Chester Towers Update
Specifically, that it was incorrect to suggest that the HUD/CHA plan would not pay taxes to the city. (I didn't say that but its fair to say I didn't suggest it would pay taxes.)
Rosenberg said under the "mixed finance project," the private developer would be paying "significant" taxes to the county and city because it would be privately owned by the developer.
Surprised, that the developer would take actual ownership of the property, I asked him more about it. Rosenberg corrected himself.
He said he believed the development company would lease the property, maybe for 100 years, but that would still mean taxes would be paid.
I thanked him and told him I'd check it out.
My understanding now is, yes, some taxes would be paid but not nearly as much, over the long term, as by a private developer taking ownership of the property, fixing it out and renting it out at market rates.
I took the opportunity to ask Rosenberg about his claim that the property at 10th and Chestnut streets (offered in a land swap deal) was "contaminated." That he didn't back off of.
Although, he admitted to have done no environmental tests, he said he'd sent an engineer to the site to evaluate it and he concurred. He didn't name the engineer and I didn't ask. Buy given all the asbestos that has to be dealt with in the tearing down of the towers and the cost of doing it, preparing the 10th and Chestnut site for development would probably still be a lot cheaper than the $4 to $5 million it will cost to bring the towers down.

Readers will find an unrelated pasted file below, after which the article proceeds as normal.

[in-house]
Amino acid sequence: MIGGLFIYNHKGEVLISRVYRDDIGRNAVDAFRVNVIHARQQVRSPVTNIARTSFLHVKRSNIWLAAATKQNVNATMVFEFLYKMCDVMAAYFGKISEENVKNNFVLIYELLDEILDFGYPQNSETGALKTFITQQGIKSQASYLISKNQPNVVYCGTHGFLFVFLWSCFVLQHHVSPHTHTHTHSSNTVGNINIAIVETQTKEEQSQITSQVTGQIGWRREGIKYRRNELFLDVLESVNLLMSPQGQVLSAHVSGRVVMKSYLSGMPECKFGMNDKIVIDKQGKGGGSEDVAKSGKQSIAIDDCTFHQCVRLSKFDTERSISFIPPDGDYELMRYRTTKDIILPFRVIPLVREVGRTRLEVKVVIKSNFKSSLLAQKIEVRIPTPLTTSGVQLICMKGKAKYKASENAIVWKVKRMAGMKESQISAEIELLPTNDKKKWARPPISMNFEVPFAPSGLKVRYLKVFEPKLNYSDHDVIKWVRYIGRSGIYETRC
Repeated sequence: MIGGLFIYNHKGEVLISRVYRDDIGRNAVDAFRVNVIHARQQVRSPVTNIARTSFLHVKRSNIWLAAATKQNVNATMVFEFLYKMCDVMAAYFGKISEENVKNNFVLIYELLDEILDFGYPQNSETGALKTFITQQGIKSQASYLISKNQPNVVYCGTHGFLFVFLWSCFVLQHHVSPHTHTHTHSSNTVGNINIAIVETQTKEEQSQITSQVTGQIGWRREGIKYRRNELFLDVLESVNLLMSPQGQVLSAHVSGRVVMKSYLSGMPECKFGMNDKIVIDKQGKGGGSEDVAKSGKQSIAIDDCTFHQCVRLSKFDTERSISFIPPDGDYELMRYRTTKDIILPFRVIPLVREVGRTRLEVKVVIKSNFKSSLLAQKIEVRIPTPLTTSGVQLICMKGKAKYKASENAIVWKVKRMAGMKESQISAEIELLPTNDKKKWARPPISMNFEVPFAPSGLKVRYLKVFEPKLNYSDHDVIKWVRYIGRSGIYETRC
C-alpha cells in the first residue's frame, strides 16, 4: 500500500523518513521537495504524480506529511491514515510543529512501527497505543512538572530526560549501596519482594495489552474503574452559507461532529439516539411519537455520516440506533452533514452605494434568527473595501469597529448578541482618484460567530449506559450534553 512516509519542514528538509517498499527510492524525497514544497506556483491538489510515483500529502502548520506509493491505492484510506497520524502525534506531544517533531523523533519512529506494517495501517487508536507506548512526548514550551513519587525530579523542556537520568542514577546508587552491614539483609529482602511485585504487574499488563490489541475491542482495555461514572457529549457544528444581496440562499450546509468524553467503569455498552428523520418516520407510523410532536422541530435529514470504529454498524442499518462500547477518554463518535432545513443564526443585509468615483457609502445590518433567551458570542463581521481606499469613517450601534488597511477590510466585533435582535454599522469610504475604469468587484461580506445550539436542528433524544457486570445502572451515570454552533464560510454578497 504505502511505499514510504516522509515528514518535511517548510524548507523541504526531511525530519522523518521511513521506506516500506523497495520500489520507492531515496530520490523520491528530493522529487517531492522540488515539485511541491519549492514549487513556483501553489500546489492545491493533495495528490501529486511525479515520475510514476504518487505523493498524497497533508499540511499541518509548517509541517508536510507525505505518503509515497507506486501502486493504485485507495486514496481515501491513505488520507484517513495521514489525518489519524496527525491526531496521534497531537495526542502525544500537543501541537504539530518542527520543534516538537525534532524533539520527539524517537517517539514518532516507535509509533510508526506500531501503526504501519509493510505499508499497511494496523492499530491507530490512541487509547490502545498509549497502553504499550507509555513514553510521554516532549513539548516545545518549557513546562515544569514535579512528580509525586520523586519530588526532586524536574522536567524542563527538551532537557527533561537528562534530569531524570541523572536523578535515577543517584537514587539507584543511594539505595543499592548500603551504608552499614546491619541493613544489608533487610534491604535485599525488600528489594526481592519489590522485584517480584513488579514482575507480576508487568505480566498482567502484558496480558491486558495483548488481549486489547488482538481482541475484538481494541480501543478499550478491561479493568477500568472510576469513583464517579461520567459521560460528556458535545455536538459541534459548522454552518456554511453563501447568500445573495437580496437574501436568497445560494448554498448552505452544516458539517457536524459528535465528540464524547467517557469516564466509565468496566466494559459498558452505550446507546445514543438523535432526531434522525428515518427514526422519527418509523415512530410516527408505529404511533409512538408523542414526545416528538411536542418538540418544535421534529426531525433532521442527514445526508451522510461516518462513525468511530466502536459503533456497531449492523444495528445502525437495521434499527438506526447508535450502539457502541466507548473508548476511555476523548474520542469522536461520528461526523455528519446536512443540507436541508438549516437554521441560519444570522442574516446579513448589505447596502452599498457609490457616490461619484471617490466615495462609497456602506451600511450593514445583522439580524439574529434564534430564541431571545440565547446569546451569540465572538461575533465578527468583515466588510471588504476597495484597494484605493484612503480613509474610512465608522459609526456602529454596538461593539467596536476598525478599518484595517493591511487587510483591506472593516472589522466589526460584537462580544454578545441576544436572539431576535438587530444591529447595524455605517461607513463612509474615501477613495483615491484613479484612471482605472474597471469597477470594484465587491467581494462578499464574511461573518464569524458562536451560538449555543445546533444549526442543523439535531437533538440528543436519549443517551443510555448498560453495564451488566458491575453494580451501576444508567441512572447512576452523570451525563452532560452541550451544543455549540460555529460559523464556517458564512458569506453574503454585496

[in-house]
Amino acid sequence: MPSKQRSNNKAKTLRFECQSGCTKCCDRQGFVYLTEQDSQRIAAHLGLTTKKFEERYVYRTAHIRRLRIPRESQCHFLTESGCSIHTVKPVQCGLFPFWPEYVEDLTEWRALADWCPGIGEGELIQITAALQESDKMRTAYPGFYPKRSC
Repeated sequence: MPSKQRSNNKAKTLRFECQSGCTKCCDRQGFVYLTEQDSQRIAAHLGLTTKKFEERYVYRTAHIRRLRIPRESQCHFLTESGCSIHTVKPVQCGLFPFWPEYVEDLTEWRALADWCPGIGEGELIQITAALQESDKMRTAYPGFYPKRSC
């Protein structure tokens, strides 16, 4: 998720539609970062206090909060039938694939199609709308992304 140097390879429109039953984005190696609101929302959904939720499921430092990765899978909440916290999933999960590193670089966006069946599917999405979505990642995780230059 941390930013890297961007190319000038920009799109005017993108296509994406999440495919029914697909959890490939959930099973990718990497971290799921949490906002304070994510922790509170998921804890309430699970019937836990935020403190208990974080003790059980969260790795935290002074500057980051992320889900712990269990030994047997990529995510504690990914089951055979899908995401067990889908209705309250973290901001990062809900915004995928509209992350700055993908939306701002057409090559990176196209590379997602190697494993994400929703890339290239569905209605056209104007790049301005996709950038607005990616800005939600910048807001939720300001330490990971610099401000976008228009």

But there was another reason Rosenberg would never seriously consider the land swap: He didn't like the location.
It would have required the moving of the proposed "arts and cultural center" away from Chester's main drag making it less accessible and visible to visitors.
Chester Developer Peter Barrow who is for saving the towers for private development is skeptical about the long-term success of Rosenberg's project, especially the community arts center.
He wants to know who is going to pay the money to keep it up and running. And where all the people they are expecting to come to performances there will park.
To him it sounds more like a sop to community art groups to gain their support of the housing development plan.
(To me too.)
Respected developer and real estate appraiser Ed Paul maintains that Rosenberg's project does not meet the standard of highest and "best use" for the property. It may have once, when it was first proposed more than a decade ago. But not anymore.
(Find today's silly print column on Chester's Twin Towers at Delcotimes.com and the one before it here for a little more background.)